My recollection of the post-9/11 investigations is that our intelligence agencies let things slip through the cracks (a mild way of putting it, I guess), and there was a lack of sharing of intelligence between agencies that might have allowed the acts to be carried out.

      “Humanity never learns.” How very true.

      Thank you for reading and for commenting.

      1. Anne Sandler says:

        I’m hoping you’re right about Bush and I agree with you about our 45th President.

  6. Toonsarah says:

    I was in a management meeting at work in central London. One of the staff interrupted to tell us there had been a terrorist attack in New York and the Whitehall area (where most of our government offices are based) was being closed down for the rest of the day. I couldn’t understand why London would shut down because of an attack in the US, until we went into the admin office where there was a TV and saw the events unfolding. Most of the western world, and elsewhere, really felt for the US that day, but I suspect that the events of recent years may have, if not drained that pool of potential empathy, at least muddied its waters.

    1. Paul says:

      ” I suspect that the events of recent years may have, if not drained that pool of potential empathy, at least muddied its waters.” That sums up the fall from grace. The UK poured so much blood and treasure and resources into the resultant war(s) and the 45th President, as you say, drained the pool of empathy. Our “thanks” as a nation was to elect a bellicose con man who treated allies as tiresome flunkies.
      Thank you for reading and commenting, Sarah.

      1. Toonsarah says:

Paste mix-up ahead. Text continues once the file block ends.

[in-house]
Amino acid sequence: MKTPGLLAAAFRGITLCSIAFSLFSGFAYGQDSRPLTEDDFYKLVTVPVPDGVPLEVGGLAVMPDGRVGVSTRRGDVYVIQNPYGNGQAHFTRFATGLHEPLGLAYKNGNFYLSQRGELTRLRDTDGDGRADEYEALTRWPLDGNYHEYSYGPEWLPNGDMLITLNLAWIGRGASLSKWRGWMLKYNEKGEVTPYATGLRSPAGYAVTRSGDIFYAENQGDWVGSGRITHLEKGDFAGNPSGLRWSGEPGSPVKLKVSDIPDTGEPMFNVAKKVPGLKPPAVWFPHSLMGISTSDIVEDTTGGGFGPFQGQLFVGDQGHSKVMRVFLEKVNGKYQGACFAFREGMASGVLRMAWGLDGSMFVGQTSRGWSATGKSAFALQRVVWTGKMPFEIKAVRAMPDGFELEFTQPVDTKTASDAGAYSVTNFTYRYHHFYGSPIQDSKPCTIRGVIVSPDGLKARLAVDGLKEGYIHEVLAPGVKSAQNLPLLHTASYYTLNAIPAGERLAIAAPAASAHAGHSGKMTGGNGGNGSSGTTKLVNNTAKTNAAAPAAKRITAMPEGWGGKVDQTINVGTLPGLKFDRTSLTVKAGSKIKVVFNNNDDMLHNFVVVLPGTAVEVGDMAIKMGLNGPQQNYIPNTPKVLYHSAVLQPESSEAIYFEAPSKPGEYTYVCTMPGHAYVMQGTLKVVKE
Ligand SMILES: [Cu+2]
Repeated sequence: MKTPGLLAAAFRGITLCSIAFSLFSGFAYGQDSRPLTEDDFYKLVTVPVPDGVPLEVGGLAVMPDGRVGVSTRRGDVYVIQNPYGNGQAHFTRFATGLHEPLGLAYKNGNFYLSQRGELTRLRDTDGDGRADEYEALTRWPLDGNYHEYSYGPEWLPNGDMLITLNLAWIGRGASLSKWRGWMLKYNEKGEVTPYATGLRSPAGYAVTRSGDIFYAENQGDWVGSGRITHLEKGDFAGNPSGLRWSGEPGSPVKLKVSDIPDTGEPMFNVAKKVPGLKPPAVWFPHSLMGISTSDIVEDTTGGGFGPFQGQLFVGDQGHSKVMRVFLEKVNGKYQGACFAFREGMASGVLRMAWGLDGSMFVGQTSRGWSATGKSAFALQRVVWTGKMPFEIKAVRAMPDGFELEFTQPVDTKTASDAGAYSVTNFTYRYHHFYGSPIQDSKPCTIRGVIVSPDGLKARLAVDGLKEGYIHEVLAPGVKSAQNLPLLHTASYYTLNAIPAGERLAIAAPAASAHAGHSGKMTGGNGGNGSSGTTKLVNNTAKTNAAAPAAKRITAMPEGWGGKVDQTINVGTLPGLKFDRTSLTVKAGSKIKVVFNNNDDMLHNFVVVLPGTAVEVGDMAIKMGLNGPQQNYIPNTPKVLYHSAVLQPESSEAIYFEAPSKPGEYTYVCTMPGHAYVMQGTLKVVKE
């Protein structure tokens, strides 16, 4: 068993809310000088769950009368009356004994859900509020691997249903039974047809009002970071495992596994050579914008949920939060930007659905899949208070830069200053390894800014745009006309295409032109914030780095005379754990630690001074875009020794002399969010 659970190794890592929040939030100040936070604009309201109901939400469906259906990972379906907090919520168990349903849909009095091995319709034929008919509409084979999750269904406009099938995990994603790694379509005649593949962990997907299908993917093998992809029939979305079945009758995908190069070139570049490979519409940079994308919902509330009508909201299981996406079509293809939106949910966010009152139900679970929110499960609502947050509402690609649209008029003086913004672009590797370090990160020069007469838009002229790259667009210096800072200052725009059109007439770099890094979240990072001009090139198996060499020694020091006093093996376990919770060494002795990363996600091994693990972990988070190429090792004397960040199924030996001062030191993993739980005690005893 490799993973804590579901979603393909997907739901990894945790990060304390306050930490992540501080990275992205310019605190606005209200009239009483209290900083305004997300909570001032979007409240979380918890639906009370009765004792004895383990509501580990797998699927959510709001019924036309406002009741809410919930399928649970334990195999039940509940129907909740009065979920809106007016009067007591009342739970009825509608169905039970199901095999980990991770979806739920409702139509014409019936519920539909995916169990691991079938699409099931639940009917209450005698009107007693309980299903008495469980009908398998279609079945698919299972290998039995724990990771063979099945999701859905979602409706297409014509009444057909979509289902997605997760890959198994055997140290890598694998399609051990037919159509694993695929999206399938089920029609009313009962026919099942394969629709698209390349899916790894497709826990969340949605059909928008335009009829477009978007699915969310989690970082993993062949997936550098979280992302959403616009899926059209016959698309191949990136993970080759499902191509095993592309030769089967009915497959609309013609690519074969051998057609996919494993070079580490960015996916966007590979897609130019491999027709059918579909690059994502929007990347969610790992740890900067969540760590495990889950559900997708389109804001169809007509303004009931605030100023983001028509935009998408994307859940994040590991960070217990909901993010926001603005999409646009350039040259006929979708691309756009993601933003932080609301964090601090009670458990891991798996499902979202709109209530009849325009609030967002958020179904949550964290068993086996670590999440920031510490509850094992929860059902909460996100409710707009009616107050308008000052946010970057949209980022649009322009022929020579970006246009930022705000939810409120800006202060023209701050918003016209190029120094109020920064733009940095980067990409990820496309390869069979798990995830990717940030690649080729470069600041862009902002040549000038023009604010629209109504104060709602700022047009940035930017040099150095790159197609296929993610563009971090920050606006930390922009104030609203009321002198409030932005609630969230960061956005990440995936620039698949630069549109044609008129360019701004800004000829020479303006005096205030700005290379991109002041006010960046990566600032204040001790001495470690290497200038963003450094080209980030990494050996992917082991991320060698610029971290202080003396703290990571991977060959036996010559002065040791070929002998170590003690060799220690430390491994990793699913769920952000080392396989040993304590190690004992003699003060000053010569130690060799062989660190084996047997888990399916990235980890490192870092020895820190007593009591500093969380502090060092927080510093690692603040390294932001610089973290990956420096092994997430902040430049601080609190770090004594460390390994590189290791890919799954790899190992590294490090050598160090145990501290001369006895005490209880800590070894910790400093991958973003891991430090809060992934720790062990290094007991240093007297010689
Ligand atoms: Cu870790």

Tony Blair was similarly discredited here for supporting the war – a shame as (I think) he’d been one of our better PMs until that point, with some very good policies.

        1. Paul says:

          It is a shame. My recollection is that Blair’s administration was by and large a successful one.

          Bush is another story. His administration suffered not only for the trumped up war but for the recession (which still bears his name as the Bush Recession) and his administration’s horribly botched reaction to Hurricane Katrina that was well documented by Spike Lee in his, When the Levees Broke: A Requiem in Four Acts.

          1. Toonsarah says:

            It’s true that Blair didn’t have those additional blots on his copybook but unfortunately today he is really only remembered for the WMD fiasco and the resulting loss of British military lives and aggravation of hostility towards Britain in that region

  7. I was headed out the door for work when Good Morning America’s cameras showed the hole in the first tower. Speculation was a small plane hit it. That seemed highly improbable given the size of the hole and the severe clear weather. Being a private pilot I delayed my departure to learn more about the inexplicable occurrence. The mystery as to what happened was solved when the cameras showed the second plane fly into tower two. It was clearly intentional.

    1. Paul says:

      I think my first response was that the first strike must have been a private plane. Clearly I thought, it was just a horrible accident.
      Thank you for reading and commenting.

  8. eden baylee says:

    After returning home from NYC today, I feel a closeness to what happened 22 years ago even more so. I was working in a mid-rise uptown Toronto building (12 floors) when the first plane hit. We had a conference room with several TV screens, normally showing the news of the day unless in use for a meeting. That morning, I got a call from my now-husband about a plane crash into the first tower. Other employees must’ve heard as well because pretty soon the entire floor was gathered in the room watching the news.

    I don’t recall the time exactly, but we evacuated our building some time shortly after noon. Most of the high rise financial buildings in the downtown core had already shut down by then. It was an awful day of trying to contact my family, some who worked near the towers.

    For days afterward, we were glued to the TV feeling helpless, yet … we also felt a “coming together” with our American neighbours.

    22 years may seem like a long time ago, but it’s not, really. How did things change so quickly, and not for the better? It saddens me is see the NYC skyline without the iconic towers where they used to stand—the empty space another sign of how fractured the world has become.